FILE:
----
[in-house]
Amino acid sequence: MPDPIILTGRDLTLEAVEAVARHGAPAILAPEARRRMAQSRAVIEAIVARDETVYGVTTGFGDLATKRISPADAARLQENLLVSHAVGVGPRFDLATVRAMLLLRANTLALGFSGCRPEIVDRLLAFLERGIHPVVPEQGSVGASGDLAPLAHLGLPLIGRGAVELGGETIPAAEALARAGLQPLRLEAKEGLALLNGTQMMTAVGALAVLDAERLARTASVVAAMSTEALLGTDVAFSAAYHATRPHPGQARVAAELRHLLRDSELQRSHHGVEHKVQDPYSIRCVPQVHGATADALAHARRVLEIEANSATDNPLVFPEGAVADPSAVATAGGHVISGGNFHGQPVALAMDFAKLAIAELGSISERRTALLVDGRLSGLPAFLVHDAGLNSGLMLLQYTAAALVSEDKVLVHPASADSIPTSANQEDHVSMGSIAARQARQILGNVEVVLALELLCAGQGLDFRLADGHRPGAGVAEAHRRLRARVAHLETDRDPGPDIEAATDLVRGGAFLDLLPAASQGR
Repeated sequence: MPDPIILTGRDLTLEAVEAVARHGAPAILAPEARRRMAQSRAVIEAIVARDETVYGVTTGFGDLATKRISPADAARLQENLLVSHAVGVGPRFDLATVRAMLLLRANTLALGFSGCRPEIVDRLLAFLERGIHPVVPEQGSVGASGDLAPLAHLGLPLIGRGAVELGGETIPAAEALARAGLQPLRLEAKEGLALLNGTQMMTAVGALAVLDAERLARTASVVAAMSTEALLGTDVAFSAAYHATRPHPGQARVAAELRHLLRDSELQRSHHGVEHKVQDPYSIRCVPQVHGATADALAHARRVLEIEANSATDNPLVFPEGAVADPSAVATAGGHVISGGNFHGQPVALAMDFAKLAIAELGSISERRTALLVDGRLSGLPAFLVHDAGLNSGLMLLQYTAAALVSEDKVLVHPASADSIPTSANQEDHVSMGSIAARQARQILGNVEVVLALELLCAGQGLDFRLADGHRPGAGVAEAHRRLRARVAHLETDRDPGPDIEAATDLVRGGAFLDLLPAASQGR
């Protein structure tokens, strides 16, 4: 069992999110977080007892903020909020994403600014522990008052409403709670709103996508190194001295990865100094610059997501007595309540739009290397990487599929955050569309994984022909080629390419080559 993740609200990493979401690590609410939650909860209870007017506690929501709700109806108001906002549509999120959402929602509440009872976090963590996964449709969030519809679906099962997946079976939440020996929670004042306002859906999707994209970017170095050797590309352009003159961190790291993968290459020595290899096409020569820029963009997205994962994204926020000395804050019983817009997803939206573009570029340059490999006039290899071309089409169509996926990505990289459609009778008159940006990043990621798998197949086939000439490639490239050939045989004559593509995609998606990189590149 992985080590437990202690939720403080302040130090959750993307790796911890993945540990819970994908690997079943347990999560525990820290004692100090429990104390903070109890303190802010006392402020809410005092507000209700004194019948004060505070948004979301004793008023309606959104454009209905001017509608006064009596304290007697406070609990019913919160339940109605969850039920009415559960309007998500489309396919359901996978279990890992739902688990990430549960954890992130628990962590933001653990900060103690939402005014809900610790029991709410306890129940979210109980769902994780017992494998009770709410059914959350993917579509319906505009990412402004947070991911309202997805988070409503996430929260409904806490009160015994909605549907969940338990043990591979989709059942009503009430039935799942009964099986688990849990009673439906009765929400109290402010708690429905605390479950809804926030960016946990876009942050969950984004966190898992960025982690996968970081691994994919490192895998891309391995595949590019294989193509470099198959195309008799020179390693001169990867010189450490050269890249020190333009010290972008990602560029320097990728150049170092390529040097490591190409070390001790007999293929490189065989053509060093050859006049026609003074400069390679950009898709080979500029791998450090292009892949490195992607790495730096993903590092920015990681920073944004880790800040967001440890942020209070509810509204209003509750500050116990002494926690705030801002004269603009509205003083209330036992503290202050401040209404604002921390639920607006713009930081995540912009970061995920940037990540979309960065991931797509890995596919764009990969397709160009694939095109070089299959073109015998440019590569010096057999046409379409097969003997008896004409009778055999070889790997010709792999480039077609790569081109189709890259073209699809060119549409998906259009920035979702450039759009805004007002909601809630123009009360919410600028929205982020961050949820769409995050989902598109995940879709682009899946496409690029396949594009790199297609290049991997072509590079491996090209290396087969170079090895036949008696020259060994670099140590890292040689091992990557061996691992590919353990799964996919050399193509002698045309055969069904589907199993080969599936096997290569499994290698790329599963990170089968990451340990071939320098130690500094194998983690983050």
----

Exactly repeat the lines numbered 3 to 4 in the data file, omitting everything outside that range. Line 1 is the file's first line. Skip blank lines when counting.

Repeated sequence: MPDPIILTGRDLTLEAVEAVARHGAPAILAPEARRRMAQSRAVIEAIVARDETVYGVTTGFGDLATKRISPADAARLQENLLVSHAVGVGPRFDLATVRAMLLLRANTLALGFSGCRPEIVDRLLAFLERGIHPVVPEQGSVGASGDLAPLAHLGLPLIGRGAVELGGETIPAAEALARAGLQPLRLEAKEGLALLNGTQMMTAVGALAVLDAERLARTASVVAAMSTEALLGTDVAFSAAYHATRPHPGQARVAAELRHLLRDSELQRSHHGVEHKVQDPYSIRCVPQVHGATADALAHARRVLEIEANSATDNPLVFPEGAVADPSAVATAGGHVISGGNFHGQPVALAMDFAKLAIAELGSISERRTALLVDGRLSGLPAFLVHDAGLNSGLMLLQYTAAALVSEDKVLVHPASADSIPTSANQEDHVSMGSIAARQARQILGNVEVVLALELLCAGQGLDFRLADGHRPGAGVAEAHRRLRARVAHLETDRDPGPDIEAATDLVRGGAFLDLLPAASQGR
């Protein structure tokens, strides 16, 4: 069992999110977080007892903020909020994403600014522990008052409403709670709103996508190194001295990865100094610059997501007595309540739009290397990487599929955050569309994984022909080629390419080559 993740609200990493979401690590609410939650909860209870007017506690929501709700109806108001906002549509999120959402929602509440009872976090963590996964449709969030519809679906099962997946079976939440020996929670004042306002859906999707994209970017170095050797590309352009003159961190790291993968290459020595290899096409020569820029963009997205994962994204926020000395804050019983817009997803939206573009570029340059490999006039290899071309089409169509996926990505990289459609009778008159940006990043990621798998197949086939000439490639490239050939045989004559593509995609998606990189590149 992985080590437990202690939720403080302040130090959750993307790796911890993945540990819970994908690997079943347990999560525990820290004692100090429990104390903070109890303190802010006392402020809410005092507000209700004194019948004060505070948004979301004793008023309606959104454009209905001017509608006064009596304290007697406070609990019913919160339940109605969850039920009415559960309007998500489309396919359901996978279990890992739902688990990430549960954890992130628990962590933001653990900060103690939402005014809900610790029991709410306890129940979210109980769902994780017992494998009770709410059914959350993917579509319906505009990412402004947070991911309202997805988070409503996430929260409904806490009160015994909605549907969940338990043990591979989709059942009503009430039935799942009964099986688990849990009673439906009765929400109290402010708690429905605390479950809804926030960016946990876009942050969950984004966190898992960025982690996968970081691994994919490192895998891309391995595949590019294989193509470099198959195309008799020179390693001169990867010189450490050269890249020190333009010290972008990602560029320097990728150049170092390529040097490591190409070390001790007999293929490189065989053509060093050859006049026609003074400069390679950009898709080979500029791998450090292009892949490195992607790495730096993903590092920015990681920073944004880790800040967001440890942020209070509810509204209003509750500050116990002494926690705030801002004269603009509205003083209330036992503290202050401040209404604002921390639920607006713009930081995540912009970061995920940037990540979309960065991931797509890995596919764009990969397709160009694939095109070089299959073109015998440019590569010096057999046409379409097969003997008896004409009778055999070889790997010709792999480039077609790569081109189709890259073209699809060119549409998906259009920035979702450039759009805004007002909601809630123009009360919410600028929205982020961050949820769409995050989902598109995940879709682009899946496409690029396949594009790199297609290049991997072509590079491996090209290396087969170079090895036949008696020259060994670099140590890292040689091992990557061996691992590919353990799964996919050399193509002698045309055969069904589907199993080969599936096997290569499994290698790329599963990170089968990451340990071939320098130690500094194998983690983050």